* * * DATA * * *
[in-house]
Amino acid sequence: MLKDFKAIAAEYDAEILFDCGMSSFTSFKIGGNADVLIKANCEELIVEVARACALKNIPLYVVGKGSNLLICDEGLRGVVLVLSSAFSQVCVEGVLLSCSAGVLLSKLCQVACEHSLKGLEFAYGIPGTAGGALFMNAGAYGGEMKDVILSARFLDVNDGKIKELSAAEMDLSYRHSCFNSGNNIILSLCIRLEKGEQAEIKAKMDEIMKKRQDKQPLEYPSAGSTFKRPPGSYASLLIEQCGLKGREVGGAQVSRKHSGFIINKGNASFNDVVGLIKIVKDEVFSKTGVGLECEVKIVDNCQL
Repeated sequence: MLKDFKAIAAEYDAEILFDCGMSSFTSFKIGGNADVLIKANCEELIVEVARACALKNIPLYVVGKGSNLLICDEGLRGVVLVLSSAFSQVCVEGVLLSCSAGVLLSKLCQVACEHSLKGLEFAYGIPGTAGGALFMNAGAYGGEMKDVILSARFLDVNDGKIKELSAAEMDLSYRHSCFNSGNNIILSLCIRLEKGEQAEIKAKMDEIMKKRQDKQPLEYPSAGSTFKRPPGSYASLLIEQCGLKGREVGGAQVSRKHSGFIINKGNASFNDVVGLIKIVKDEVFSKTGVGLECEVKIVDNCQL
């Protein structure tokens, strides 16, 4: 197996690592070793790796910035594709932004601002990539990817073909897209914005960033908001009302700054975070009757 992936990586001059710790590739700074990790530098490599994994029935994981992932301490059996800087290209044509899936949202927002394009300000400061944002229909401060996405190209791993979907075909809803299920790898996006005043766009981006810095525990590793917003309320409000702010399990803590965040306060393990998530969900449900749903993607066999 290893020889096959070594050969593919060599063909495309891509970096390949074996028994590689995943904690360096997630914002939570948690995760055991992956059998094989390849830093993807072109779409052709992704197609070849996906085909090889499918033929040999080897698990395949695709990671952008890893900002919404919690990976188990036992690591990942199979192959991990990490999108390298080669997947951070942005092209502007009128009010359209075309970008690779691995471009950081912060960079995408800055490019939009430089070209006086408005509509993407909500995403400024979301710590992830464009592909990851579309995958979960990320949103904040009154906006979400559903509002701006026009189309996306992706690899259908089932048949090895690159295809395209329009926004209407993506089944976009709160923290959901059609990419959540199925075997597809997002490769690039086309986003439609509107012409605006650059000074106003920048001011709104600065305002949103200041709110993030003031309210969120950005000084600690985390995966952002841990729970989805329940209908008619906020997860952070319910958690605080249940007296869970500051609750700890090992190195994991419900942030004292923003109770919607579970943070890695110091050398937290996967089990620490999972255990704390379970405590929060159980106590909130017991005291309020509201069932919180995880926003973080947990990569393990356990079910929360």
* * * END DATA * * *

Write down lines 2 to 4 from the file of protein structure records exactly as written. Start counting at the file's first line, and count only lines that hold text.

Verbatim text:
Amino acid sequence: MLKDFKAIAAEYDAEILFDCGMSSFTSFKIGGNADVLIKANCEELIVEVARACALKNIPLYVVGKGSNLLICDEGLRGVVLVLSSAFSQVCVEGVLLSCSAGVLLSKLCQVACEHSLKGLEFAYGIPGTAGGALFMNAGAYGGEMKDVILSARFLDVNDGKIKELSAAEMDLSYRHSCFNSGNNIILSLCIRLEKGEQAEIKAKMDEIMKKRQDKQPLEYPSAGSTFKRPPGSYASLLIEQCGLKGREVGGAQVSRKHSGFIINKGNASFNDVVGLIKIVKDEVFSKTGVGLECEVKIVDNCQL
Repeated sequence: MLKDFKAIAAEYDAEILFDCGMSSFTSFKIGGNADVLIKANCEELIVEVARACALKNIPLYVVGKGSNLLICDEGLRGVVLVLSSAFSQVCVEGVLLSCSAGVLLSKLCQVACEHSLKGLEFAYGIPGTAGGALFMNAGAYGGEMKDVILSARFLDVNDGKIKELSAAEMDLSYRHSCFNSGNNIILSLCIRLEKGEQAEIKAKMDEIMKKRQDKQPLEYPSAGSTFKRPPGSYASLLIEQCGLKGREVGGAQVSRKHSGFIINKGNASFNDVVGLIKIVKDEVFSKTGVGLECEVKIVDNCQL
């Protein structure tokens, strides 16, 4: 197996690592070793790796910035594709932004601002990539990817073909897209914005960033908001009302700054975070009757 992936990586001059710790590739700074990790530098490599994994029935994981992932301490059996800087290209044509899936949202927002394009300000400061944002229909401060996405190209791993979907075909809803299920790898996006005043766009981006810095525990590793917003309320409000702010399990803590965040306060393990998530969900449900749903993607066999 290893020889096959070594050969593919060599063909495309891509970096390949074996028994590689995943904690360096997630914002939570948690995760055991992956059998094989390849830093993807072109779409052709992704197609070849996906085909090889499918033929040999080897698990395949695709990671952008890893900002919404919690990976188990036992690591990942199979192959991990990490999108390298080669997947951070942005092209502007009128009010359209075309970008690779691995471009950081912060960079995408800055490019939009430089070209006086408005509509993407909500995403400024979301710590992830464009592909990851579309995958979960990320949103904040009154906006979400559903509002701006026009189309996306992706690899259908089932048949090895690159295809395209329009926004209407993506089944976009709160923290959901059609990419959540199925075997597809997002490769690039086309986003439609509107012409605006650059000074106003920048001011709104600065305002949103200041709110993030003031309210969120950005000084600690985390995966952002841990729970989805329940209908008619906020997860952070319910958690605080249940007296869970500051609750700890090992190195994991419900942030004292923003109770919607579970943070890695110091050398937290996967089990620490999972255990704390379970405590929060159980106590909130017991005291309020509201069932919180995880926003973080947990990569393990356990079910929360």